Best Overall Front Tire
Maxxis Minion DHF 3C/EXO
There's something about seeing the Maxxis printed in bright yellow (on the sidewall of a tire) that makes an entire bike look higher quality. The easiest and most likely cheapest way to get the most performance from your bike is by putting a quality tire on it; the Maxxis Minion
DHF would be our recommendation the majority of the time. From seasoned enduro pro bros, to those just looking for a more aggressive tire for their enduro or trail bike, the Minion is a workhorse. We might even go as far as saying that this tire has potential to take an intermediate rider to the next level. This tire is happiest when leaned into a turn aggressively. Timid riders may be hesitant, but we guarantee once they experience the sensation of this tire locking into a turn for the first time, they'll be scouring YouTube for "proper cornering technique" clips. A sturdy casing and great mix of tread compounds provided great sidewall support and exceptional grip at pressures as low as 20 psi, depending on terrain. A nice square profile, squared off edges, side knobs, and sidewalls all contribute to the overall quality of this award winner. After more than 120 miles on all sorts of terrain, the tread still looks fresh. The DHF might feel a bit overkill on super buff and hardpack dirt, but that's not the arena this beast was designed to fight in.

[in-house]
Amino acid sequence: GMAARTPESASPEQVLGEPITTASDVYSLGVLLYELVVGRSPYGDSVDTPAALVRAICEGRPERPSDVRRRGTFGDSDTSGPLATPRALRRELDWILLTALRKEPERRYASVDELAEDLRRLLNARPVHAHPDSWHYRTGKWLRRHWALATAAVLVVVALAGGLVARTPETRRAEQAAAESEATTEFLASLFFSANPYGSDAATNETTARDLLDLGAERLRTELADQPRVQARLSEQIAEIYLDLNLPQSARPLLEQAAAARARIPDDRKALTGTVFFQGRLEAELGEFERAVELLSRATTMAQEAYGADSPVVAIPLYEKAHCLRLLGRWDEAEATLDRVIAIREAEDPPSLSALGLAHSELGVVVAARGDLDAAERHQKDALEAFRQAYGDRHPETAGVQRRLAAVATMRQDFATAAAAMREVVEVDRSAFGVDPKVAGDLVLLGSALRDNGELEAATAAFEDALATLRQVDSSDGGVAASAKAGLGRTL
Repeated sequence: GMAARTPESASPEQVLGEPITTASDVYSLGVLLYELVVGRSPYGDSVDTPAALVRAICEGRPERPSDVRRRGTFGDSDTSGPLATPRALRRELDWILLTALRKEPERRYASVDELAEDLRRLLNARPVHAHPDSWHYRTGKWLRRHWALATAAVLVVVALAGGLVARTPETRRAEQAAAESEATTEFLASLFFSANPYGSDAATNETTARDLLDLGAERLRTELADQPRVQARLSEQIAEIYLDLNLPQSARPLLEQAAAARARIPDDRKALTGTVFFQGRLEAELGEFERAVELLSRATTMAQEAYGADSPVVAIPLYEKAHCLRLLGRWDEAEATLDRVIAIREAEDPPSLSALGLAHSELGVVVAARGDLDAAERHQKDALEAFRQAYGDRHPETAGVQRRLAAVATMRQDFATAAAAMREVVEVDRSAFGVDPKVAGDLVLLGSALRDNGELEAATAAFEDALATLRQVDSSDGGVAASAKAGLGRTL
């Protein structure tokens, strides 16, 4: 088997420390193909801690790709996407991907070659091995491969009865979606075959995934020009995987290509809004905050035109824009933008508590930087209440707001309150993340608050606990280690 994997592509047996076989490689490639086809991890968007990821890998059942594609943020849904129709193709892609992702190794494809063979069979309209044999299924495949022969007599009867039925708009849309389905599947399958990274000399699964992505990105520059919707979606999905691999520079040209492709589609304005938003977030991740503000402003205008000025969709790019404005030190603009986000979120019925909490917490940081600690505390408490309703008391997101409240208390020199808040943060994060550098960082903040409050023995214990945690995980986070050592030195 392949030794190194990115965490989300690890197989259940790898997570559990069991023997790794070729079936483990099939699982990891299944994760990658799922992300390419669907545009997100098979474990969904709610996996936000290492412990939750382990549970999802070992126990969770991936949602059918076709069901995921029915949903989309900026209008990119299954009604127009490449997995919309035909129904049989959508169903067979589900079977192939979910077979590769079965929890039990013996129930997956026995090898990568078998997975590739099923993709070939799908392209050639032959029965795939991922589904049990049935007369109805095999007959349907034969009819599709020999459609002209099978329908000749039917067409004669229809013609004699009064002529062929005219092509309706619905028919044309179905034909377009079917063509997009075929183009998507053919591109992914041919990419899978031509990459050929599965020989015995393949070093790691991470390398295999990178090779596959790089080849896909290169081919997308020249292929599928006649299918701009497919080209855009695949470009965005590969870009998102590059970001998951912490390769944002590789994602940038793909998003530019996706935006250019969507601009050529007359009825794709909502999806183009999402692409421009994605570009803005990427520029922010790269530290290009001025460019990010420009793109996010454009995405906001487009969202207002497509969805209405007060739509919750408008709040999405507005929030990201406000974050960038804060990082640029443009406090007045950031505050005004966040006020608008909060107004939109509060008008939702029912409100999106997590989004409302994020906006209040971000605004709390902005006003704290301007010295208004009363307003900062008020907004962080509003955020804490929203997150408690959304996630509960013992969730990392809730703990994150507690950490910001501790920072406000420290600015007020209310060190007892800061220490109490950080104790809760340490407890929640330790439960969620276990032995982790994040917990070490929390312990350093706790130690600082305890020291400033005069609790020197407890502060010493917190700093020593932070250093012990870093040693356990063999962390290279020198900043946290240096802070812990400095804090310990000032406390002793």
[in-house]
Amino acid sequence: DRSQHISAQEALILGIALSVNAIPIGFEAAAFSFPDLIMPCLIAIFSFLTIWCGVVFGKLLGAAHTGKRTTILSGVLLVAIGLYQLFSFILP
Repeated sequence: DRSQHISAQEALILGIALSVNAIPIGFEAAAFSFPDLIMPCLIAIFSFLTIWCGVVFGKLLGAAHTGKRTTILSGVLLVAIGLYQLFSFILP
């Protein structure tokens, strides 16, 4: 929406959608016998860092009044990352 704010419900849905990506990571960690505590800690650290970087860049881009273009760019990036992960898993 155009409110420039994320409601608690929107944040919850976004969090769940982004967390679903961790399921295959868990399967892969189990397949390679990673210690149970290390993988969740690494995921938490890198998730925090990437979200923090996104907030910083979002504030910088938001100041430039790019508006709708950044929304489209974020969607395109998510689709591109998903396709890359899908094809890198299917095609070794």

Best Overall Rear Tire
Maxxis Aggressor 2.3 EXO
at Competitive Cyclist
As a pretty recent addition to an already stellar lineup of mountain bike tires from Maxxis, we were first introduced to the Maxxis Aggressor
when it came spec'd on the Yeti SB5.5C
29er, a bike we tested for our recent enduro bike review
. Richie Rude has been winning races on this tire in the Enduro World Series, so chances are this mountain bike tire can handle whatever you can throw at it. If you've ever seen footage of Rude ride, he's built like a linebacker and can beat a trail into submission - like he just caught it trying to steal an old woman's purse. The versatile tread pattern used for this mountain bike tire spreads its appeal beyond enduro riding; we wouldn't hesitate to put this tire on our trail bikes or even XC bikes. With respect to the DHF above, the tread pattern was lower profile. Ramping was omitted from the blocks and the sharp front edges met the ground with authority, providing plenty of bite, despite being so slight. Our EXO casing test tire weighed in at 892 grams and if you want even more peace of mind, it's available in Maxxis's Double Down casing option as well. We felt this tire was the best balance of rolling resistance, grip, and traction offered in the entire test and we expect to see a lot more of these tires out on the trail very soon.
Best Bang for the Buck for Your Front Tire
Specialized Butcher Grid
We couldn't help but draw comparisons between the Specialized Butcher Grid
and the Editors' Choice Maxxis Minion DHF. They both employed a similar tread pattern and share ride characteristics. While the cornering ability of the Minion barely edged out the Butcher, the Butcher was no slouch. The soft 42A tread compound felt planted on loose ground and rock faces alike and simply did not slip. Compared to the harder rubber found on the Control version of these tires that had us feeling like a fawn wearing ice skates, the performance of the Grid tire was vastly superior. Sixty dollars, you say? Please, just take our money. Selecting this mountain bike tire as our Best Buy was a no-brainer.